Wednesday, June 27, 2012

Morning Real Estate Review


Column: Historic preservation and contemporary renovation collide in Cleveland Park  (The Washington Post) Is historic preservation sometimes detrimental to neighborhoods, especially when it comes to renovating?

Housing exuberance led by 'glamorous cities' (Bloomberg) Schiller, found of Case-Schiller index, says there is a new risk of "speculative fervor".

Suspected mortgage fraud filings down 31% (HousingWire) Compared to the same quarter from this past year, suspected mortgage fraud filings are down by 31 percent. An abnormal spike occurred in the first three quarters of 2011.

Secondary loan market still weak (The Washington Times) Since Fannie Mae and Freddie Mac are now government-owned mortgage giants, there remains little incentive for a strong secondary loan market.

For rent by owner: Legal landmines for landlord (The Washington Post) While renting out an apartment, there are a number of somewhat obscure laws potential landlords should aware of.

1 comments:

Anonymous said...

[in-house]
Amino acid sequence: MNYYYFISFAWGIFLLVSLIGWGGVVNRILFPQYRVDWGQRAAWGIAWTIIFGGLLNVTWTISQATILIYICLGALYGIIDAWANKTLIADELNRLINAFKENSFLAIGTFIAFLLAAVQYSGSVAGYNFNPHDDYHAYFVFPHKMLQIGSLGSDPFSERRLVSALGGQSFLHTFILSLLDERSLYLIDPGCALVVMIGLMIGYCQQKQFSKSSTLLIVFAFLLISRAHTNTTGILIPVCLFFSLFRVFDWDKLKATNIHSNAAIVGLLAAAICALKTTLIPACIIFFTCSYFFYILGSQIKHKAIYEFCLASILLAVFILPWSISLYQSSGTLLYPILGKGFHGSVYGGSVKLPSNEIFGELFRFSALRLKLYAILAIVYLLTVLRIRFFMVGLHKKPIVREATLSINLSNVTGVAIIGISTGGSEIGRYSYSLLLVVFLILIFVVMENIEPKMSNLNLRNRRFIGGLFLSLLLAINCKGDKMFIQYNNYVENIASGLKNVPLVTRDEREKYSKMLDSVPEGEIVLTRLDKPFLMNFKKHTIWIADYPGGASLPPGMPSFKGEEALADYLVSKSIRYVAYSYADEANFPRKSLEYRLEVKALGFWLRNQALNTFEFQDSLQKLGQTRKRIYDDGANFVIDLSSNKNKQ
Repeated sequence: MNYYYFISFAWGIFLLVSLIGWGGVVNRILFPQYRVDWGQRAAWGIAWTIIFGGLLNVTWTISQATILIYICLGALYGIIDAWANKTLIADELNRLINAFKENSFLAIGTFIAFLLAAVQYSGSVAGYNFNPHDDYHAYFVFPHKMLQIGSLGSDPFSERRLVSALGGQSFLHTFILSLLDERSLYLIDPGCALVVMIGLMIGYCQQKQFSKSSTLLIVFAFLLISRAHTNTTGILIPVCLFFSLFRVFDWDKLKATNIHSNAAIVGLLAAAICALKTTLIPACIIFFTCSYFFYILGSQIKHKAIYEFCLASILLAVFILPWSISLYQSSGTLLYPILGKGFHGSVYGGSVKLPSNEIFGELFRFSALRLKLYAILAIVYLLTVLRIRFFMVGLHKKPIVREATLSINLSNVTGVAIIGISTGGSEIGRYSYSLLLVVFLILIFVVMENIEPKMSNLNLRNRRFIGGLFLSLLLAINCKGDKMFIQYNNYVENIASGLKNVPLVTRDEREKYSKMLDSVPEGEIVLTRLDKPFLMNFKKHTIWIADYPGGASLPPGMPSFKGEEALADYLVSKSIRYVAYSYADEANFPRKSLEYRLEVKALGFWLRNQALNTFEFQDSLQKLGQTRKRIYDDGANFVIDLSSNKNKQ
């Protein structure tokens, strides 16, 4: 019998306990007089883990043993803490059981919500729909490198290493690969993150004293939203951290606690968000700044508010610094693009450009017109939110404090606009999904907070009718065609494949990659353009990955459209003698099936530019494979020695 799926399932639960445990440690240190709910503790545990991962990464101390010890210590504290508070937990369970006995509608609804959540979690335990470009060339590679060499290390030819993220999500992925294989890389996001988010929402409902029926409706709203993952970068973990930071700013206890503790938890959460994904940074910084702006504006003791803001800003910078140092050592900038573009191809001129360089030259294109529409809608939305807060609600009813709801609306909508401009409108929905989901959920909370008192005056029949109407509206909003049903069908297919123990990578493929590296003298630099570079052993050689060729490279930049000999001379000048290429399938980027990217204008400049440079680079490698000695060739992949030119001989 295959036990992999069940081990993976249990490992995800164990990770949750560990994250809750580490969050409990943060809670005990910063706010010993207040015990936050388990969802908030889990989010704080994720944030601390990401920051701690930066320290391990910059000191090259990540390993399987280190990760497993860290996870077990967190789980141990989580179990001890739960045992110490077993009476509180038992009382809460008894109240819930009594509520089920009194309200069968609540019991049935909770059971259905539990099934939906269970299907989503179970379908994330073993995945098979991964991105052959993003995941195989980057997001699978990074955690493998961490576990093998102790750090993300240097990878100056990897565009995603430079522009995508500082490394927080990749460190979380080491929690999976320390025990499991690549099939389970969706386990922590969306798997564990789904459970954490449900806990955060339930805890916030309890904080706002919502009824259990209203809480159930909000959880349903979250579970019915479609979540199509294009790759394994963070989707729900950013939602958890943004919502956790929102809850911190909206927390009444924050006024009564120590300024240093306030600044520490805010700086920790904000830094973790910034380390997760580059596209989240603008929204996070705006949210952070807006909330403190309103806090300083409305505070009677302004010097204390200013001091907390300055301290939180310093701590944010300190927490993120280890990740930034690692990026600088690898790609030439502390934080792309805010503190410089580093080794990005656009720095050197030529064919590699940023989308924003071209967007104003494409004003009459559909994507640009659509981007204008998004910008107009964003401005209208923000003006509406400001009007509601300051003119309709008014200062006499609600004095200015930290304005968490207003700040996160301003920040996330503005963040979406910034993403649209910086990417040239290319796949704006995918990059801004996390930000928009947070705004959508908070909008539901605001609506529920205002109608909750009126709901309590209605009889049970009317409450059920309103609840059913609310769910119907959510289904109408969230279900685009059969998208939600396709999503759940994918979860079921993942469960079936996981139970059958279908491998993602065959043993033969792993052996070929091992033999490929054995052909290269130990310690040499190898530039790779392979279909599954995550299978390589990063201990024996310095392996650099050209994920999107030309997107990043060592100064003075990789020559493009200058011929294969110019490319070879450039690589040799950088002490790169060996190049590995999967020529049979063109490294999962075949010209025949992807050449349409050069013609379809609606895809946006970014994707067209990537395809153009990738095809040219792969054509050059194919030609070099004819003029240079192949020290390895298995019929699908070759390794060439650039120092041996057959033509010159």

The summary of the Post article and, the article itself, on the supposed "conflict" between historic preservation and change in Cleveland Park overstates the issue. What the article did not report is that the homeowner who is miffed that he can not install solar panels visible from the street in fact received HPRB approval to double the size of his home and add an outbuilding, a substantial consruction project of over a year. HPRB also permitted solar panels to be added, just not in all the locations that the homeowner wanted. It sounds like a case of the homeowner getting 99%of what he sought and whining about the other 1%. There are, in fact, many energy efficient products, including photovoltaic cells that look like shingles, that have been widely used in historic districts around the country. In DC and the Cleveland Park historic district in particular, there are numerous additions, modifications and adaptive re-uses of structures which have been approved by HPRB and its staff. The article seems like a red herring. (Finally, the ANC commissioner quoted in the article doesn't even represent any part of an historic district, so is not the most informed source.)

 

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